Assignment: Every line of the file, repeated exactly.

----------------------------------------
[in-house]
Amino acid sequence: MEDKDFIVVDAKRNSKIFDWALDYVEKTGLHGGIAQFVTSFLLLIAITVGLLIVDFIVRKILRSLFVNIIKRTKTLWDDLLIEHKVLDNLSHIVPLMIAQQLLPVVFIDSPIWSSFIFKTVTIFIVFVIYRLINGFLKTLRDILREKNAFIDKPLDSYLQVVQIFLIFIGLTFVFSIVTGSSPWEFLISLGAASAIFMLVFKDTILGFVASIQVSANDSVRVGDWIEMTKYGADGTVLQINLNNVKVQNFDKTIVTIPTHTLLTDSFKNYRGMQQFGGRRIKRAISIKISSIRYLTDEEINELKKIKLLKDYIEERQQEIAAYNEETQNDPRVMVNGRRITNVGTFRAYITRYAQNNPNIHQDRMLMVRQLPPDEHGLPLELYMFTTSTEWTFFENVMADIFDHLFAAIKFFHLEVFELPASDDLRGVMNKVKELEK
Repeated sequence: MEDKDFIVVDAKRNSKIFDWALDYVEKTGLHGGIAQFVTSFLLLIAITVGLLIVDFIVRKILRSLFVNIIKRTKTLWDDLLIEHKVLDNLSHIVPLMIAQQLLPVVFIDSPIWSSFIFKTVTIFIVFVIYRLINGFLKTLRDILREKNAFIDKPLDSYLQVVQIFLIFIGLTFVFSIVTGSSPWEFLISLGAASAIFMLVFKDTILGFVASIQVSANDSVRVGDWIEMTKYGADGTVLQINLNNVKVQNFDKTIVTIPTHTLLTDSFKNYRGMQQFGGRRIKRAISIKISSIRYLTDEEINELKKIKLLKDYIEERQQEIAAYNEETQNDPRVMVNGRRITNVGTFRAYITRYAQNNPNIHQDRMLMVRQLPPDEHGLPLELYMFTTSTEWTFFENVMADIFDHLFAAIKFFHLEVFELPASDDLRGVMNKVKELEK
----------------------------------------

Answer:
[in-house]
Amino acid sequence: MEDKDFIVVDAKRNSKIFDWALDYVEKTGLHGGIAQFVTSFLLLIAITVGLLIVDFIVRKILRSLFVNIIKRTKTLWDDLLIEHKVLDNLSHIVPLMIAQQLLPVVFIDSPIWSSFIFKTVTIFIVFVIYRLINGFLKTLRDILREKNAFIDKPLDSYLQVVQIFLIFIGLTFVFSIVTGSSPWEFLISLGAASAIFMLVFKDTILGFVASIQVSANDSVRVGDWIEMTKYGADGTVLQINLNNVKVQNFDKTIVTIPTHTLLTDSFKNYRGMQQFGGRRIKRAISIKISSIRYLTDEEINELKKIKLLKDYIEERQQEIAAYNEETQNDPRVMVNGRRITNVGTFRAYITRYAQNNPNIHQDRMLMVRQLPPDEHGLPLELYMFTTSTEWTFFENVMADIFDHLFAAIKFFHLEVFELPASDDLRGVMNKVKELEK
Repeated sequence: MEDKDFIVVDAKRNSKIFDWALDYVEKTGLHGGIAQFVTSFLLLIAITVGLLIVDFIVRKILRSLFVNIIKRTKTLWDDLLIEHKVLDNLSHIVPLMIAQQLLPVVFIDSPIWSSFIFKTVTIFIVFVIYRLINGFLKTLRDILREKNAFIDKPLDSYLQVVQIFLIFIGLTFVFSIVTGSSPWEFLISLGAASAIFMLVFKDTILGFVASIQVSANDSVRVGDWIEMTKYGADGTVLQINLNNVKVQNFDKTIVTIPTHTLLTDSFKNYRGMQQFGGRRIKRAISIKISSIRYLTDEEINELKKIKLLKDYIEERQQEIAAYNEETQNDPRVMVNGRRITNVGTFRAYITRYAQNNPNIHQDRMLMVRQLPPDEHGLPLELYMFTTSTEWTFFENVMADIFDHLFAAIKFFHLEVFELPASDDLRGVMNKVKELEK